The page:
DIVIDED LOYALTIES
   
Ukraine's loyalties have been sharply divided between the Russian-speaking east and south, where people favor close ties with Moscow, and the west, where residents want to integrate more closely with the European Union.
   
Ukraine's armed forces mostly reflect that divide. Units stationed in Russian-speaking regions are mostly manned by local residents who don't necessarily support the new government in Kiev. That raises doubts about both divisions' loyalties in case of a military conflict with Russia.
   
The Ukrainian military's reluctance to confront the Russians became obvious in Crimea, where a newly-named Ukrainian navy chief went over to the pro-Russian local government, a day after his appointment. Regional officials say that thousands of Ukrainian servicemen have done the same, but that claim can't be independently confirmed.
   
TENSE STANDOFF IN CRIMEA
   
Forces of Russia's Black Sea Fleet based in Crimea and additional Russian troops sent to the peninsula have seized or blocked Ukrainian air bases, air defense missile batteries and other military facilities, and garrisons throughout the region. Ukraine's military acknowledged that "practically all" of its military facilities in Crimea have been surrounded or taken over.
   
A ferry crossing linking Crimea with Russia has been overtaken by Russian forces, which would allow a quick military buildup in Crimea, if Russia chooses to do so. A narrow strip of land linking the peninsula with mainland Ukraine also has been sealed by armed people.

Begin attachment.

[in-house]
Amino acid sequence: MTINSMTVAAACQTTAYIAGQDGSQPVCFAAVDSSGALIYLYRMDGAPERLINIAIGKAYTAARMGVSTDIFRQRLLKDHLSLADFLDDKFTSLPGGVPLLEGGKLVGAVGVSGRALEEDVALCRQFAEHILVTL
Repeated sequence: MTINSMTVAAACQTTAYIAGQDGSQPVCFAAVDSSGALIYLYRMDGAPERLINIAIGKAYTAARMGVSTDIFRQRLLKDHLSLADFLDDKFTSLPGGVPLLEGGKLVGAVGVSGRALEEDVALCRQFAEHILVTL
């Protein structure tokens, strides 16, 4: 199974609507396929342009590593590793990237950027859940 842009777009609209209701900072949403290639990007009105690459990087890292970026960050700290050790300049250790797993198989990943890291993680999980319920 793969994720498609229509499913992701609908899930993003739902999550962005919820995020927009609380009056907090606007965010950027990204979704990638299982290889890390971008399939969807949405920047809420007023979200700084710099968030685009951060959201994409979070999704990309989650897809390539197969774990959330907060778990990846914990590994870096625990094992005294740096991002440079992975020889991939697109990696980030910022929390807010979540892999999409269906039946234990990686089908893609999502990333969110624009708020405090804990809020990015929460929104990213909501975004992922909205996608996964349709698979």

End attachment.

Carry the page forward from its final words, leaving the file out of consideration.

The Russians have demanded that Ukrainian soldiers in Crimea lay down their weapons. Some have agreed and left or joined pro-Russia forces. But others have refused and barricaded themselves at their bases.
   
On Monday, several Russian navy ships blocked two Ukrainian warships in Sevastopol and demanded that their crews surrender.

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GENEVA (AP) - There are fears that Moscow will send even more troops into Ukraine's Crimea region.
    
Pro-Russian troops are controlling a ferry terminal on the easternmost tip of Crimea, close to Russia.
    
The troops are refusing to identify themselves, but they're speaking Russian.
    
Russian Foreign Minister Sergey Lavrov says Russian troops that have streamed into Ukraine are protecting his country's citizens living there.
    
NEW: EU weighs reaction to Russian incursion in Ukraine
    
BRUSSELS (AP) - European Union foreign ministers are working on a joint response to Russia's military incursion in Ukraine's Crimean peninsula that could include economic sanctions.
    
The 28 foreign ministers are holding an emergency meeting on Ukraine Monday to discuss what Germany's Foreign Minister Frank-Walter Steinmeier called "Europe's most dramatic crisis" since the end of the Cold War.
    
Irish Foreign Minister Eamon Gilmore said sanctions against Russia are an "option" that will be discussed. Several other ministers, however, cautioned the focus for now should be on diplomacy and forging a direct dialogue between Russia and the new leadership in Ukraine to deescalate the situation.
    
Spain's foreign minister, Jose Manuel Garcia-Margallo, said discussions are also underway on convening an emergency summit of EU leaders Thursday.